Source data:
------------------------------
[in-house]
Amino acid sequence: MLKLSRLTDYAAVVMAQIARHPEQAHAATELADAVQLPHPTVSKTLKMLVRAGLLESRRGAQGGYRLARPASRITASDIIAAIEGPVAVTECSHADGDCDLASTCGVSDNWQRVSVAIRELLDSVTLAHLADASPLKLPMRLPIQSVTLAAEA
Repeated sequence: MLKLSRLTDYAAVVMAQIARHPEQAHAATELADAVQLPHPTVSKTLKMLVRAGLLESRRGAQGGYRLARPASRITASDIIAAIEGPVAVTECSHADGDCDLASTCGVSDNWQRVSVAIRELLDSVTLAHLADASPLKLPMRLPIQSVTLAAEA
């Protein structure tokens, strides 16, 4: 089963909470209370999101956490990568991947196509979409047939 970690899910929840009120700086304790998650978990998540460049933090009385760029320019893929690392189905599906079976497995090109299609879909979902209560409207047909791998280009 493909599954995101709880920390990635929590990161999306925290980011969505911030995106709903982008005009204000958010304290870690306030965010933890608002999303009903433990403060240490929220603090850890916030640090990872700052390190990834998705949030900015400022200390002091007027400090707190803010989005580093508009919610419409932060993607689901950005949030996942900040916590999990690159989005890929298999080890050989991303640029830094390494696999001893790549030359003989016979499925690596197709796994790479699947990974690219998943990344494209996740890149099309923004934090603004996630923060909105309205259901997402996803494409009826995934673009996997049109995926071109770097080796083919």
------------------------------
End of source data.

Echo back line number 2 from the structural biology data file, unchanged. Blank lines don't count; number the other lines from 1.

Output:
Amino acid sequence: MLKLSRLTDYAAVVMAQIARHPEQAHAATELADAVQLPHPTVSKTLKMLVRAGLLESRRGAQGGYRLARPASRITASDIIAAIEGPVAVTECSHADGDCDLASTCGVSDNWQRVSVAIRELLDSVTLAHLADASPLKLPMRLPIQSVTLAAEA